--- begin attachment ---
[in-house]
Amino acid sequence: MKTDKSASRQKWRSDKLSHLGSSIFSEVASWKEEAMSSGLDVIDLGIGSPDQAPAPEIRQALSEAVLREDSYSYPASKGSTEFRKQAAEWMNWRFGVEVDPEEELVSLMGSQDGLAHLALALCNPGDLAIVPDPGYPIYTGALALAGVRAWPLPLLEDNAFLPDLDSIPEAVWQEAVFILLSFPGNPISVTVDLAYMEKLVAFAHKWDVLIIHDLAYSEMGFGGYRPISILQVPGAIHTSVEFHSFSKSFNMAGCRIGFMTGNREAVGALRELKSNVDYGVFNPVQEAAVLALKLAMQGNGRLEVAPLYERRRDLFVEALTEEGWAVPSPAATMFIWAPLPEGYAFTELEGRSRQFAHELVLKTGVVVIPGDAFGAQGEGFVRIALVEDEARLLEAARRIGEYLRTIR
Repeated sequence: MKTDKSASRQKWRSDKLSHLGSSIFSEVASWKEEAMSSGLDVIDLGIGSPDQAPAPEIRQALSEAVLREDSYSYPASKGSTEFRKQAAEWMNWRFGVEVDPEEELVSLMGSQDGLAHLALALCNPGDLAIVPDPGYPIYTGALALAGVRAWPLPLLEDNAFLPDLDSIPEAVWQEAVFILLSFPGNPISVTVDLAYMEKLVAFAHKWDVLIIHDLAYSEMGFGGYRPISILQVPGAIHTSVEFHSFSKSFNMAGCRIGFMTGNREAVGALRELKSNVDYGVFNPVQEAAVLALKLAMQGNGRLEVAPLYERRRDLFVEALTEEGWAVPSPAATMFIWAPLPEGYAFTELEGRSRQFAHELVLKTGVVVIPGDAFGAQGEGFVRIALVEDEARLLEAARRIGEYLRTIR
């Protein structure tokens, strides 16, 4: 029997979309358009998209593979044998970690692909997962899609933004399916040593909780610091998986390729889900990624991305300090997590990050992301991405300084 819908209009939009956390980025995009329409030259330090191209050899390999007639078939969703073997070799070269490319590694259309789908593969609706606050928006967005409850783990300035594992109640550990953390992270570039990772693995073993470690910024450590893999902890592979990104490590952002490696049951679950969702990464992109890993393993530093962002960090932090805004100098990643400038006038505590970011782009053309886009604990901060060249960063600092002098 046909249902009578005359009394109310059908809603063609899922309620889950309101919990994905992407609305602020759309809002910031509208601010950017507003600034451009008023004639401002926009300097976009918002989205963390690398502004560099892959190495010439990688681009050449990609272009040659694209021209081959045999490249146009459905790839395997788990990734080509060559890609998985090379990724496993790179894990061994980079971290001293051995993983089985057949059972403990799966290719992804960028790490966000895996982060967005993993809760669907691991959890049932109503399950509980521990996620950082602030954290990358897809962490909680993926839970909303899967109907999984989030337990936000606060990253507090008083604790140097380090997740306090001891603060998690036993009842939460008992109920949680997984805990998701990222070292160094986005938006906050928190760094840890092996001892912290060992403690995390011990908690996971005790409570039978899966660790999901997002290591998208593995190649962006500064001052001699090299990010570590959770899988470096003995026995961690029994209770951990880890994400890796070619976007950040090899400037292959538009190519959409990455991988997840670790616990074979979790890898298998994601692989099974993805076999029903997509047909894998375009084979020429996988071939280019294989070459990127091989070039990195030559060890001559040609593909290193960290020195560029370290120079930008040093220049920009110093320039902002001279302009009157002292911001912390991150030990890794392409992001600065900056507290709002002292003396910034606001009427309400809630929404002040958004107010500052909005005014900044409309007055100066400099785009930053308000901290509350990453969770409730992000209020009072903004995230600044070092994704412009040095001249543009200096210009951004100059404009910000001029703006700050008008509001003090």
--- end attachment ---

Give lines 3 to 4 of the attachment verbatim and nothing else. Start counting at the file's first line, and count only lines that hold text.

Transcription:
Repeated sequence: MKTDKSASRQKWRSDKLSHLGSSIFSEVASWKEEAMSSGLDVIDLGIGSPDQAPAPEIRQALSEAVLREDSYSYPASKGSTEFRKQAAEWMNWRFGVEVDPEEELVSLMGSQDGLAHLALALCNPGDLAIVPDPGYPIYTGALALAGVRAWPLPLLEDNAFLPDLDSIPEAVWQEAVFILLSFPGNPISVTVDLAYMEKLVAFAHKWDVLIIHDLAYSEMGFGGYRPISILQVPGAIHTSVEFHSFSKSFNMAGCRIGFMTGNREAVGALRELKSNVDYGVFNPVQEAAVLALKLAMQGNGRLEVAPLYERRRDLFVEALTEEGWAVPSPAATMFIWAPLPEGYAFTELEGRSRQFAHELVLKTGVVVIPGDAFGAQGEGFVRIALVEDEARLLEAARRIGEYLRTIR
């Protein structure tokens, strides 16, 4: 029997979309358009998209593979044998970690692909997962899609933004399916040593909780610091998986390729889900990624991305300090997590990050992301991405300084 819908209009939009956390980025995009329409030259330090191209050899390999007639078939969703073997070799070269490319590694259309789908593969609706606050928006967005409850783990300035594992109640550990953390992270570039990772693995073993470690910024450590893999902890592979990104490590952002490696049951679950969702990464992109890993393993530093962002960090932090805004100098990643400038006038505590970011782009053309886009604990901060060249960063600092002098 046909249902009578005359009394109310059908809603063609899922309620889950309101919990994905992407609305602020759309809002910031509208601010950017507003600034451009008023004639401002926009300097976009918002989205963390690398502004560099892959190495010439990688681009050449990609272009040659694209021209081959045999490249146009459905790839395997788990990734080509060559890609998985090379990724496993790179894990061994980079971290001293051995993983089985057949059972403990799966290719992804960028790490966000895996982060967005993993809760669907691991959890049932109503399950509980521990996620950082602030954290990358897809962490909680993926839970909303899967109907999984989030337990936000606060990253507090008083604790140097380090997740306090001891603060998690036993009842939460008992109920949680997984805990998701990222070292160094986005938006906050928190760094840890092996001892912290060992403690995390011990908690996971005790409570039978899966660790999901997002290591998208593995190649962006500064001052001699090299990010570590959770899988470096003995026995961690029994209770951990880890994400890796070619976007950040090899400037292959538009190519959409990455991988997840670790616990074979979790890898298998994601692989099974993805076999029903997509047909894998375009084979020429996988071939280019294989070459990127091989070039990195030559060890001559040609593909290193960290020195560029370290120079930008040093220049920009110093320039902002001279302009009157002292911001912390991150030990890794392409992001600065900056507290709002002292003396910034606001009427309400809630929404002040958004107010500052909005005014900044409309007055100066400099785009930053308000901290509350990453969770409730992000209020009072903004995230600044070092994704412009040095001249543009200096210009951004100059404009910000001029703006700050008008509001003090």